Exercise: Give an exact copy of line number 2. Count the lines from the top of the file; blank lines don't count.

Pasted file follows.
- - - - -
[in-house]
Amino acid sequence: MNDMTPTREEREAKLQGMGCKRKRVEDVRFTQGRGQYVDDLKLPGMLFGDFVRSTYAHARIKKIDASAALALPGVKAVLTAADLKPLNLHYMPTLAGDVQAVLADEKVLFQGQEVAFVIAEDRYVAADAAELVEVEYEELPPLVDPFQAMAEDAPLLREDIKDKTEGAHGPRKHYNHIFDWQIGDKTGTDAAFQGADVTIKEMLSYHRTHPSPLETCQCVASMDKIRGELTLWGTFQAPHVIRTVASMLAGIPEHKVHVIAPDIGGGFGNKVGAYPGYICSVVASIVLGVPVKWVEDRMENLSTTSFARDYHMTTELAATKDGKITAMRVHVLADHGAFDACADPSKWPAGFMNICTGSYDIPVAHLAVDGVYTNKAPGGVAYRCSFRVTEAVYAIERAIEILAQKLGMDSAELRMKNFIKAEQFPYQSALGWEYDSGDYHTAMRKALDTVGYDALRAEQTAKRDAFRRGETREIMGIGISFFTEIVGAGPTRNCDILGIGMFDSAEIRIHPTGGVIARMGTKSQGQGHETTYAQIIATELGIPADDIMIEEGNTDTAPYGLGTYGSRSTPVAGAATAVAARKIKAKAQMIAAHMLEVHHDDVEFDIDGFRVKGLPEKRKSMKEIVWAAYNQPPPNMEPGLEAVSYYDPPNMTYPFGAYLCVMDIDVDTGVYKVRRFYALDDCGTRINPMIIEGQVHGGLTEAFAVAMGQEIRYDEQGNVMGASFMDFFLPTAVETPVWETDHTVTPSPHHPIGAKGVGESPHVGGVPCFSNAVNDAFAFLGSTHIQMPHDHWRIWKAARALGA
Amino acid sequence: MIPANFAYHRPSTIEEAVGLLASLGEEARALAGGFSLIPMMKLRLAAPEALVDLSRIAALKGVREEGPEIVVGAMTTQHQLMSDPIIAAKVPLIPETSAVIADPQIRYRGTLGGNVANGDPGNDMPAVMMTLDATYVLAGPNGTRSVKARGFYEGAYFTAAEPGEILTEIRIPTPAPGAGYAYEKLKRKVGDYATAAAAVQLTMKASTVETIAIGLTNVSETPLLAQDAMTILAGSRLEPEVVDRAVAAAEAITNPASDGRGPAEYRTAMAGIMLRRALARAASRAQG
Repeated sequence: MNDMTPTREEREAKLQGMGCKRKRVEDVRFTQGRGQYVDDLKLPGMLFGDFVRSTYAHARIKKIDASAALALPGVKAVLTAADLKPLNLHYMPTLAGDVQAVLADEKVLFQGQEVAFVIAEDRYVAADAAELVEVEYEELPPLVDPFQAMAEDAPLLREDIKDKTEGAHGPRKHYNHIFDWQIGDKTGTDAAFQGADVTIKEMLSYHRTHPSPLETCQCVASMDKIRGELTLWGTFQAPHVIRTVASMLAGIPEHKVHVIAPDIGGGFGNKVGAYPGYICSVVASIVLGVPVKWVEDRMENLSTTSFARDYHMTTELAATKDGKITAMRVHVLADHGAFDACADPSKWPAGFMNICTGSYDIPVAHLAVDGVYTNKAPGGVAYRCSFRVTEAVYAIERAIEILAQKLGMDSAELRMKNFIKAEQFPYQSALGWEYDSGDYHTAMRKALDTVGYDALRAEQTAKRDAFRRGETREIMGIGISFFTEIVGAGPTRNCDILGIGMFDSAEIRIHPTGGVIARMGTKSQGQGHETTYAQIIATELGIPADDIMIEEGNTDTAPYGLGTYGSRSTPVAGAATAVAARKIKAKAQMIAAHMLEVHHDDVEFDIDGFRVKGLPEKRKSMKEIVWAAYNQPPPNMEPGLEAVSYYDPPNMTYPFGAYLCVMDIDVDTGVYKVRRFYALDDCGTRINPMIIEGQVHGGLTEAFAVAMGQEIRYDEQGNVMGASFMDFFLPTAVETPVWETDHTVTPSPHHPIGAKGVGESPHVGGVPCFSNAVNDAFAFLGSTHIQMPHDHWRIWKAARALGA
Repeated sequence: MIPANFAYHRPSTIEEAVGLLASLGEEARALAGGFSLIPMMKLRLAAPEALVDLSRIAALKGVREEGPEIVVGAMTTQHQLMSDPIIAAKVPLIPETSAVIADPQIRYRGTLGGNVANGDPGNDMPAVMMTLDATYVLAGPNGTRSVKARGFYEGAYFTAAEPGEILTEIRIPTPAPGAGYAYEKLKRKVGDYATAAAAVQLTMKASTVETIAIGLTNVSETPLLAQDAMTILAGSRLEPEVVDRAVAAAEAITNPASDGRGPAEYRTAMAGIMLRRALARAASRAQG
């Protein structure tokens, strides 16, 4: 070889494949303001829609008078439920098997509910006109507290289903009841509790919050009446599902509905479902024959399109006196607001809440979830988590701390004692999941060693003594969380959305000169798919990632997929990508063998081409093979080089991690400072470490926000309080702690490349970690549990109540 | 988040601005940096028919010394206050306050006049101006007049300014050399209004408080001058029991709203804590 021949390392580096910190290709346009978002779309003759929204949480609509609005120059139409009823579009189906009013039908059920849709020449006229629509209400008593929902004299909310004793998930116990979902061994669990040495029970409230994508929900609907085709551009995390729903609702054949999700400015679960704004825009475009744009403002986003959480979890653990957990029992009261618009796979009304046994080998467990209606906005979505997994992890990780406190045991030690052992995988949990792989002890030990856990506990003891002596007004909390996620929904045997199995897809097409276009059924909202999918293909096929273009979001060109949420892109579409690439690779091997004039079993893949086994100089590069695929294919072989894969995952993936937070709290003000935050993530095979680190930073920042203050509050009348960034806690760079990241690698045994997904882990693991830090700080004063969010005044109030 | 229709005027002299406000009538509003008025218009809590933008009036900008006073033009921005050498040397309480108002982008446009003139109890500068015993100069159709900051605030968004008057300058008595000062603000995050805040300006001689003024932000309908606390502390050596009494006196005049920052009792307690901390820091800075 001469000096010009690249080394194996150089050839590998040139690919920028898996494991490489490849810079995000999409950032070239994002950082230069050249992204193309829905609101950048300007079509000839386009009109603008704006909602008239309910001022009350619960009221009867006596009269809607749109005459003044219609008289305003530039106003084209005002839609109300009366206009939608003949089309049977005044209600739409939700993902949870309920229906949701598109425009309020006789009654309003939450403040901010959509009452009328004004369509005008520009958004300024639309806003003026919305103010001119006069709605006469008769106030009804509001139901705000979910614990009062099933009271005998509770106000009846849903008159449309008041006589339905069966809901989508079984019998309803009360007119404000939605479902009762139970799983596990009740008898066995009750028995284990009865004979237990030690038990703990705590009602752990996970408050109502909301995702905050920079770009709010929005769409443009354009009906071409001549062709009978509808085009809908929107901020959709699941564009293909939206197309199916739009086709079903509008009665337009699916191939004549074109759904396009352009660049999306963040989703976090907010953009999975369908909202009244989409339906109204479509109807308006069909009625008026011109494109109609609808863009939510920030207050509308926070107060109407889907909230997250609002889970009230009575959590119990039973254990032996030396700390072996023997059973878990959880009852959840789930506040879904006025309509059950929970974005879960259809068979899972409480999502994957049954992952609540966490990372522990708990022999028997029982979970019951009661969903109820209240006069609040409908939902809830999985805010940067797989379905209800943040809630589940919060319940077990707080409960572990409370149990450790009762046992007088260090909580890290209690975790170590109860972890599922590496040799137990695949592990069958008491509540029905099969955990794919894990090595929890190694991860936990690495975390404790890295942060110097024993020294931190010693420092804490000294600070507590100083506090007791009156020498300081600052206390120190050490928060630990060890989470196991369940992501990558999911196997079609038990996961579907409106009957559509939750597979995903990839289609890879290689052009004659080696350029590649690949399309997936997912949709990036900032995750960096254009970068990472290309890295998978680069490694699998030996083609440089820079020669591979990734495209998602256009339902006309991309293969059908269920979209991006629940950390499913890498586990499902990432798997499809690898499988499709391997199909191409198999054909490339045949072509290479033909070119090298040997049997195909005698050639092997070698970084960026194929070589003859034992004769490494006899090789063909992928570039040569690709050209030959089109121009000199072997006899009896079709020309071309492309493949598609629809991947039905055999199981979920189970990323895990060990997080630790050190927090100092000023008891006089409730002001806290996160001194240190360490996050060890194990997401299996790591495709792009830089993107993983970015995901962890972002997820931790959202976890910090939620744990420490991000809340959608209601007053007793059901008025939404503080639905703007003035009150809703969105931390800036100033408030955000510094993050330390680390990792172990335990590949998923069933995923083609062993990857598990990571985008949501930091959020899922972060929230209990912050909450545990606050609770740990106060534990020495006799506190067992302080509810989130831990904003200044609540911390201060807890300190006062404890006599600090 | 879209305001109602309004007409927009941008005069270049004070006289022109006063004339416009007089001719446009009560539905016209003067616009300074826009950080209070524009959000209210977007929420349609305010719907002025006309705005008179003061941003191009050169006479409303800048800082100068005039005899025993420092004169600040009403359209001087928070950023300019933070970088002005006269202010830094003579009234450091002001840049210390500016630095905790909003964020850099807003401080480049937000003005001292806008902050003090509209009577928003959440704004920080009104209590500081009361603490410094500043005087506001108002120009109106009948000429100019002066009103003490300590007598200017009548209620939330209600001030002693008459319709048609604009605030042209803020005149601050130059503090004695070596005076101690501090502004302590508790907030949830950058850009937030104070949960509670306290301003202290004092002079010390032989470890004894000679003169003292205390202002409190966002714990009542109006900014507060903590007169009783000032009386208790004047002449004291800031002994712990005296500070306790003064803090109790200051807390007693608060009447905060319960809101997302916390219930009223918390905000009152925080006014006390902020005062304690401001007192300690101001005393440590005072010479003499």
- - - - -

Amino acid sequence: MNDMTPTREEREAKLQGMGCKRKRVEDVRFTQGRGQYVDDLKLPGMLFGDFVRSTYAHARIKKIDASAALALPGVKAVLTAADLKPLNLHYMPTLAGDVQAVLADEKVLFQGQEVAFVIAEDRYVAADAAELVEVEYEELPPLVDPFQAMAEDAPLLREDIKDKTEGAHGPRKHYNHIFDWQIGDKTGTDAAFQGADVTIKEMLSYHRTHPSPLETCQCVASMDKIRGELTLWGTFQAPHVIRTVASMLAGIPEHKVHVIAPDIGGGFGNKVGAYPGYICSVVASIVLGVPVKWVEDRMENLSTTSFARDYHMTTELAATKDGKITAMRVHVLADHGAFDACADPSKWPAGFMNICTGSYDIPVAHLAVDGVYTNKAPGGVAYRCSFRVTEAVYAIERAIEILAQKLGMDSAELRMKNFIKAEQFPYQSALGWEYDSGDYHTAMRKALDTVGYDALRAEQTAKRDAFRRGETREIMGIGISFFTEIVGAGPTRNCDILGIGMFDSAEIRIHPTGGVIARMGTKSQGQGHETTYAQIIATELGIPADDIMIEEGNTDTAPYGLGTYGSRSTPVAGAATAVAARKIKAKAQMIAAHMLEVHHDDVEFDIDGFRVKGLPEKRKSMKEIVWAAYNQPPPNMEPGLEAVSYYDPPNMTYPFGAYLCVMDIDVDTGVYKVRRFYALDDCGTRINPMIIEGQVHGGLTEAFAVAMGQEIRYDEQGNVMGASFMDFFLPTAVETPVWETDHTVTPSPHHPIGAKGVGESPHVGGVPCFSNAVNDAFAFLGSTHIQMPHDHWRIWKAARALGA